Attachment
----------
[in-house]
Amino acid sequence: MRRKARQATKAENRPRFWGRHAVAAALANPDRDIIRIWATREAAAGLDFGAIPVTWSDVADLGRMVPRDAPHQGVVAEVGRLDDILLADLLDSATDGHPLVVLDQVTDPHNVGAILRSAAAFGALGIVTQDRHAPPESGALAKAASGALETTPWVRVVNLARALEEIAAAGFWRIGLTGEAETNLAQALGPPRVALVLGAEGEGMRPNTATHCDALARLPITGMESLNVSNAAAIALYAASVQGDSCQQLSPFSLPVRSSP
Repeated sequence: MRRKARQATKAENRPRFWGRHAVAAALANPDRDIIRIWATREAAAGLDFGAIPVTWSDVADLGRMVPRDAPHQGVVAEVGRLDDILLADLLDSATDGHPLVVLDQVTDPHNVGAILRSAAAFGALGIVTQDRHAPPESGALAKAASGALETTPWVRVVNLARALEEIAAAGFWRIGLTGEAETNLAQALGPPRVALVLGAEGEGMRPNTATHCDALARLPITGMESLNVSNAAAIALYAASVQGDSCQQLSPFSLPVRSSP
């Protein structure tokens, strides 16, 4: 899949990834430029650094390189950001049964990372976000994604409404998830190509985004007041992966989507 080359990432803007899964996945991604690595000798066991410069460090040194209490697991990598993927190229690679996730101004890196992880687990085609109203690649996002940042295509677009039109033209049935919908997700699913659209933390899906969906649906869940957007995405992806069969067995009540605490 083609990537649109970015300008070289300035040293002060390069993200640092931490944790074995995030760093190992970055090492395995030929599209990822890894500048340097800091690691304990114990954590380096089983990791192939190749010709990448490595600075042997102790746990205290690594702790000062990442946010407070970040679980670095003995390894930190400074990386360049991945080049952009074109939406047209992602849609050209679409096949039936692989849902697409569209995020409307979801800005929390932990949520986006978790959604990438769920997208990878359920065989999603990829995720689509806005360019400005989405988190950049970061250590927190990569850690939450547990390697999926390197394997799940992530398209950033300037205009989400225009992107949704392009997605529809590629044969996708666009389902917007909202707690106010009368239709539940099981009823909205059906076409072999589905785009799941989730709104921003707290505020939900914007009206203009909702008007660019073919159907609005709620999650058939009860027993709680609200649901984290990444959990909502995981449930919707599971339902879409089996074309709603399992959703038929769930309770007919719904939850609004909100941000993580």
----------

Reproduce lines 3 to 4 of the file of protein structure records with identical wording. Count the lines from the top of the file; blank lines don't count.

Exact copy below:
Repeated sequence: MRRKARQATKAENRPRFWGRHAVAAALANPDRDIIRIWATREAAAGLDFGAIPVTWSDVADLGRMVPRDAPHQGVVAEVGRLDDILLADLLDSATDGHPLVVLDQVTDPHNVGAILRSAAAFGALGIVTQDRHAPPESGALAKAASGALETTPWVRVVNLARALEEIAAAGFWRIGLTGEAETNLAQALGPPRVALVLGAEGEGMRPNTATHCDALARLPITGMESLNVSNAAAIALYAASVQGDSCQQLSPFSLPVRSSP
């Protein structure tokens, strides 16, 4: 899949990834430029650094390189950001049964990372976000994604409404998830190509985004007041992966989507 080359990432803007899964996945991604690595000798066991410069460090040194209490697991990598993927190229690679996730101004890196992880687990085609109203690649996002940042295509677009039109033209049935919908997700699913659209933390899906969906649906869940957007995405992806069969067995009540605490 083609990537649109970015300008070289300035040293002060390069993200640092931490944790074995995030760093190992970055090492395995030929599209990822890894500048340097800091690691304990114990954590380096089983990791192939190749010709990448490595600075042997102790746990205290690594702790000062990442946010407070970040679980670095003995390894930190400074990386360049991945080049952009074109939406047209992602849609050209679409096949039936692989849902697409569209995020409307979801800005929390932990949520986006978790959604990438769920997208990878359920065989999603990829995720689509806005360019400005989405988190950049970061250590927190990569850690939450547990390697999926390197394997799940992530398209950033300037205009989400225009992107949704392009997605529809590629044969996708666009389902917007909202707690106010009368239709539940099981009823909205059906076409072999589905785009799941989730709104921003707290505020939900914007009206203009909702008007660019073919159907609005709620999650058939009860027993709680609200649901984290990444959990909502995981449930919707599971339902879409089996074309709603399992959703038929769930309770007919719904939850609004909100941000993580």